Hathaway's Drive-In meets conversion fund-raising goal
HOOSICK, N.Y. -- The area's only drive-in movie theater will remain open, having met its $80,000 fundraising goal to purchase a digital projector and survive the movie industry's shift away from 35 mm film.
Duane Greenawalt, owner of Hathaway's Drive-In on Route 22, said Friday that two years of fundraising efforts were given a final boost by Lynn Caponera, of In the Night Kitchen at Scotch Hill Farm in Cambridge.
Scotch Hill Farm was bought in the 1990s by Maurice Sendak, who authored the famous children's' book, "Where the Wild Things Are." He and Caponera leased parts of the 150-acre property to farmers, then began growing vegetables of their own to donate to food shelves.
In exchange for the donation, the amount of which is being kept confidential, Hathaway's will work to raise awareness about hunger and serve as a drop-off point for donated food. It may do more, but the details have to be worked out, said Greenawalt.
"It's safe to say, without her it wouldn't have happened," he said of Caponera.
Weather permitting, Hathaway's should be open April 25.
Greenawalt said he has been involved in food shelf work for a number of years now, but this was not known to Caponera when she approached him. "Really it's a godsend," he said. "It's a cause that I believe in."
Hathaway's, which dates to 1948, was purchased by Greenawalt in 2009. He is the theater's fourth owner. When he bought it, there were mutterings in the industry about movie studios doing away with 35 mm film and only releasing movies in digital formats. By then all movies were being filmed digitally, Greenawalt said, but studios would make some film copies and distribute them to theaters.
Each movie season, it became harder and harder to get movies in 35 mm and some theaters were getting them late or not at all.
"That happened last year," Greenawalt said. "There were several titles we wanted and just couldn't get."
He said when Universal Studios announced that "Anchorman 2" would be the last movie it created 35 mm copies of, that was the death knell for the format. He expects other studious will quickly follow suit and getting 35 mm film this season would have been unlikely, as would opening the theater.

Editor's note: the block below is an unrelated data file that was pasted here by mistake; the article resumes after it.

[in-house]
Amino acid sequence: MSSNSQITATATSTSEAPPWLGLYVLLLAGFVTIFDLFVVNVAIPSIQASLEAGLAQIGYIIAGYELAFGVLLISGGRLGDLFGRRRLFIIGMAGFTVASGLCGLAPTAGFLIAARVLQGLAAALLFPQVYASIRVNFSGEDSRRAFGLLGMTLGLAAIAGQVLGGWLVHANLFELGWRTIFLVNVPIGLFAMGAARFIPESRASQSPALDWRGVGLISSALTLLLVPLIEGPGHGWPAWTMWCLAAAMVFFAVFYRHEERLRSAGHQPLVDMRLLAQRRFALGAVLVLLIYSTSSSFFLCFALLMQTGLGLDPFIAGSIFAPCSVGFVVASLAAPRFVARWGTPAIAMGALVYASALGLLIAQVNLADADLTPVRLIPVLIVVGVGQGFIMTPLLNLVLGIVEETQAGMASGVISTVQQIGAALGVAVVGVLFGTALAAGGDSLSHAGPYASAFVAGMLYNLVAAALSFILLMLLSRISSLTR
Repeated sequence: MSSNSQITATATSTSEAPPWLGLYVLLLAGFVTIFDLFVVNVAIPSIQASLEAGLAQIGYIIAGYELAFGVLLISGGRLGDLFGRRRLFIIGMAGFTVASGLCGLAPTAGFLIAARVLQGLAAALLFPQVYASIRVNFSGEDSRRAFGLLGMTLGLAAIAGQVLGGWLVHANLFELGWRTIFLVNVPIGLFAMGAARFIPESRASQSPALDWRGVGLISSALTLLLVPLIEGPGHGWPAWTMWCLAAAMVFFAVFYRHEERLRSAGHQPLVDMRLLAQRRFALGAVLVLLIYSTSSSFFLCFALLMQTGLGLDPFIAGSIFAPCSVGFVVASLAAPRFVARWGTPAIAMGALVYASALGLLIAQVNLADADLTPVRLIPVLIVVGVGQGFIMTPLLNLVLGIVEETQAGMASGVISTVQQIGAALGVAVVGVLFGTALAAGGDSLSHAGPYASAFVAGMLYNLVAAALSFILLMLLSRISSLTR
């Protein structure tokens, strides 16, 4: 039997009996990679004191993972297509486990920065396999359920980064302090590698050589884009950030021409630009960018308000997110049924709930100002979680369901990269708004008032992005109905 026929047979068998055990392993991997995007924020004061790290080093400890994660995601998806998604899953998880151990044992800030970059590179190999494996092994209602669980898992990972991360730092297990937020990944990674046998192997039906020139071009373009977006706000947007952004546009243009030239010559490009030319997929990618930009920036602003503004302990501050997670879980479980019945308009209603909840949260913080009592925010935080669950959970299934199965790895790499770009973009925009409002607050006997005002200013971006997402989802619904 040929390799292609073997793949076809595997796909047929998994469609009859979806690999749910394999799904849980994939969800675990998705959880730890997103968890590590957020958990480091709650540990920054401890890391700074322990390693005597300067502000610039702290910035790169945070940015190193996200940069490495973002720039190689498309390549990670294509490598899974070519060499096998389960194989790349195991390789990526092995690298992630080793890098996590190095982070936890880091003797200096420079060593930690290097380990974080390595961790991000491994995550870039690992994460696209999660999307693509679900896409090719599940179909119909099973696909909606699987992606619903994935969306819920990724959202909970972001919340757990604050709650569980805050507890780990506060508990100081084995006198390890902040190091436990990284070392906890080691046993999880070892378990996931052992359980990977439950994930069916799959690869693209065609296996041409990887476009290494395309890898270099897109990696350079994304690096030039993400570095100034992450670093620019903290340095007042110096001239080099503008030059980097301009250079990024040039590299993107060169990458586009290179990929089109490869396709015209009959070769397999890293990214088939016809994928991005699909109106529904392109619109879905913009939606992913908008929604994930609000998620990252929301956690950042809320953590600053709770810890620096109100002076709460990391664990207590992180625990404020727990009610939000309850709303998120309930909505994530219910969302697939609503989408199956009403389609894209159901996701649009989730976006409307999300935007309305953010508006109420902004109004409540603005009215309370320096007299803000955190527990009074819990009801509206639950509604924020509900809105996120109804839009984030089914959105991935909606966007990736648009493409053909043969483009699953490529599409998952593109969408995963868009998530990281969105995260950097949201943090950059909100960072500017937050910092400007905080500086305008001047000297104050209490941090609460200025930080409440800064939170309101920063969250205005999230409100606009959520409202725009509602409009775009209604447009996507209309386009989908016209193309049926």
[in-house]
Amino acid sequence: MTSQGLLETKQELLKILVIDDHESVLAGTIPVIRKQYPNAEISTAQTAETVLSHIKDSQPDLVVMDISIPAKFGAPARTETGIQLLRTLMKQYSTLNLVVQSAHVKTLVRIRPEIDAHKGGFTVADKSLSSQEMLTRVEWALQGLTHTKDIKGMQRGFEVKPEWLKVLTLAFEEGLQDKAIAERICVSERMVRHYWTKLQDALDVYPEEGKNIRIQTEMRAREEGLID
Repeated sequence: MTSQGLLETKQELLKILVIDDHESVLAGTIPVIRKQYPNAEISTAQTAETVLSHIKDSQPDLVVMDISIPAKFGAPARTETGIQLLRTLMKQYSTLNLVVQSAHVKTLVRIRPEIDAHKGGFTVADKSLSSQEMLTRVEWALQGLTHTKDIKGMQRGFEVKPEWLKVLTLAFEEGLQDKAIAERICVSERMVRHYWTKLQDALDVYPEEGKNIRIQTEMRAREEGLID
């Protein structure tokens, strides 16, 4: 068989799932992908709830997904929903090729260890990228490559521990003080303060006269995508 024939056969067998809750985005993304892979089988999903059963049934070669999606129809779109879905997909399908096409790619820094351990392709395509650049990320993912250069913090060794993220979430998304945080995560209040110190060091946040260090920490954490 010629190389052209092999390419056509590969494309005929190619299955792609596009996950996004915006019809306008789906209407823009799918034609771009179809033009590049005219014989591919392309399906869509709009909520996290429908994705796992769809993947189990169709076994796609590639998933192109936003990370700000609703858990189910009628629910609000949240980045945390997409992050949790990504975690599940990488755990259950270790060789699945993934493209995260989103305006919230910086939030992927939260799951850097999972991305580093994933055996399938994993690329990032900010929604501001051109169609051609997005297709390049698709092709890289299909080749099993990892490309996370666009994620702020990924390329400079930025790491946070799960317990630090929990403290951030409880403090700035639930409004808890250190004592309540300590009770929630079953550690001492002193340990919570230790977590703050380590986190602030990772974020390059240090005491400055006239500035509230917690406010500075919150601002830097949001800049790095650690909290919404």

Hathaway's began its fundraising efforts in 2012 hoping to open in 2013, but sales of T-shirts and speakers were not raising the $80,000 fast enough. Many other fundraising efforts were conducted, and the level of support Hathaway's received was substantial.
"We owe much gratitude to our loyal patrons, friends, family, and well wishers from across the country," Greenawalt wrote in a release. "They purchased field speakers, T-shirts, season passes, raffle tickets, film earrings and attended a fall music concert -- all to benefit our cause. And just last weekend, ‘A Night at the Brewvies' event at the Hoosick Falls Armory, which was collaboration between Brown's Brewing Company, HAYC3, and Hathaway's, was a tremendous success."
He said he decided to forego using the Kickstarter website to raise money because he wanted to make sure people got something in return for their donations.
Caponera said Friday she is a fan of Hathaway's, and saw an opportunity to save it as well as continue Sendak's work. "I love the drive-in," she said. "It's a wonderful thing and I felt it would be good for the community."
The original fundraising goal was $70,000 Greenawalt said, but the projection booth must also be renovated and weather-proofed. He is also not sure what old equipment can be salvaged.
Contact Keith Whitcomb Jr. at email@example.com or follow him on Twitter @KWhitcombjr.
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